Wow, here's a bit of truly crazy wingnuttery I hadn't heard before:
One of the judges who was blocked, former federal judge Charles Pickering of Mississippi, called the tactic unconstitutional and said it should be ended permanently if it is used again.
Pickering said the Constitution requires a simple majority to approve or reject a nominee. Because a filibuster requires 60 votes to overcome, he said it is an unconstitutional barrier.
"The constitutional solution is the only option if there is another filibuster of a judicial nominee," Pickering said. "Why shouldn't the Constitution be followed?"
Kind of disturbing really. That someone that President Bush would nominate seems not to have read the Constitution.
Article II, Section 2, Clause 2:
He [the president] shall have Power, by and with the Advice and Consent of the Senate, to make Treaties, provided two thirds of the Senators present concur; and he shall nominate, and by and with the Advice and Consent of the Senate, shall appoint Ambassadors, other public Ministers and Consuls, Judges of the supreme Court, and all other Officers of the United States, whose Appointments are not herein otherwise provided for[.]
As you can plainly see, the constitution doesn't specify what kind of advice or consent the Senate is supposed to give judicial nominees. So Pickering would be wrong even if the following sentence weren't in the Constitution. Article I, Section 5, Clause 2:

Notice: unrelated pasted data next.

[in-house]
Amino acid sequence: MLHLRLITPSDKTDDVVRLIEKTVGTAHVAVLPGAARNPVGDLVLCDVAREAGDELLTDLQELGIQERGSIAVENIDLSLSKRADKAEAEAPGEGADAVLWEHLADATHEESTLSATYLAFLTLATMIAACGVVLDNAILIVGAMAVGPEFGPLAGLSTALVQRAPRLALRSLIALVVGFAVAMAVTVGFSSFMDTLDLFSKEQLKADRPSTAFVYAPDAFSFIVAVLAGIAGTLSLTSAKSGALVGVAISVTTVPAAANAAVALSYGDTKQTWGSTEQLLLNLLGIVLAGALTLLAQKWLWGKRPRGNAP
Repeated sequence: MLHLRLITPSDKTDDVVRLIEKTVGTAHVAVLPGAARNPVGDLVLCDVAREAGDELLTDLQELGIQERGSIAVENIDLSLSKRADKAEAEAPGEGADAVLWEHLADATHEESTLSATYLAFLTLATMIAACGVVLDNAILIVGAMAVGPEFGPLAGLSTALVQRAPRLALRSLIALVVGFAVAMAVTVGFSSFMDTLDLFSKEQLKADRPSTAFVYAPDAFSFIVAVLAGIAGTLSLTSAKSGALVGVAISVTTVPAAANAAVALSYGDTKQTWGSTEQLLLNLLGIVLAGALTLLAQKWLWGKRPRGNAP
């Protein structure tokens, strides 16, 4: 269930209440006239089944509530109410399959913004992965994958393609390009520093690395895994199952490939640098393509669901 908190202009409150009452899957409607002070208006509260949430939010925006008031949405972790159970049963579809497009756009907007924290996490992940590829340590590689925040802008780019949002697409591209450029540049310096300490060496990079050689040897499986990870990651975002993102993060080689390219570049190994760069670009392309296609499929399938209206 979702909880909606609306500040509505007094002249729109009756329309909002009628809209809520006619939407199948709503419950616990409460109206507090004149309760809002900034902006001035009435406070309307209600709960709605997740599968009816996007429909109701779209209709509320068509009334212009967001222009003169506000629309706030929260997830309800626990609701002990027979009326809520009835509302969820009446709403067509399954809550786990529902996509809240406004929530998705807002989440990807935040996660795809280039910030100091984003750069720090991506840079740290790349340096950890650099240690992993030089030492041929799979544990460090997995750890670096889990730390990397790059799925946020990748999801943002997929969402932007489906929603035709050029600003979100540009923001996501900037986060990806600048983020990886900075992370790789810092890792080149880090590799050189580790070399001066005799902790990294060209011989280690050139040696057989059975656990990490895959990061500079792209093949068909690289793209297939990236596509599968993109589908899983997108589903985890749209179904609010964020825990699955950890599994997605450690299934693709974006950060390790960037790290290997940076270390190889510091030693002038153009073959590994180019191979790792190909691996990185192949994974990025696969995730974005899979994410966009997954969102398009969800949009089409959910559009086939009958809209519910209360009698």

Each House may determine the Rules of its Proceedings, punish its Members for disorderly Behaviour, and, with the Concurrence of two thirds, expel a Member.
As we all know, the filibuster is a procedural matter, and the Senate clearly has the right to determine its own rules. Given that they decided a long time ago that you need 60 votes to end debate, there's nothing unconstitutional about it.
But Pickering's weird fantasy seems to raise some points that are kind of funny if you take them to their logical conclusion. If the filibuster of judicial nominations is unconstitutional, does that mean that republican members could sue Democratic members; and that a federal judge could order the Senate to change its rules? Apart from being tremendously activist, wouldn't such a ruling fundamentally damage that most treasured of conservative concepts, the separation of powers?
Also, isn't it a funny irony that a man who Democrats called unfit for the federal bench is actually illustrating how unfit he is while in the process of arguing against the thing that has kept him off the bench. Kind of a mind-fuck, isn't it?
UPDATE: Kagro X has not dissimilar, smarter thoughts.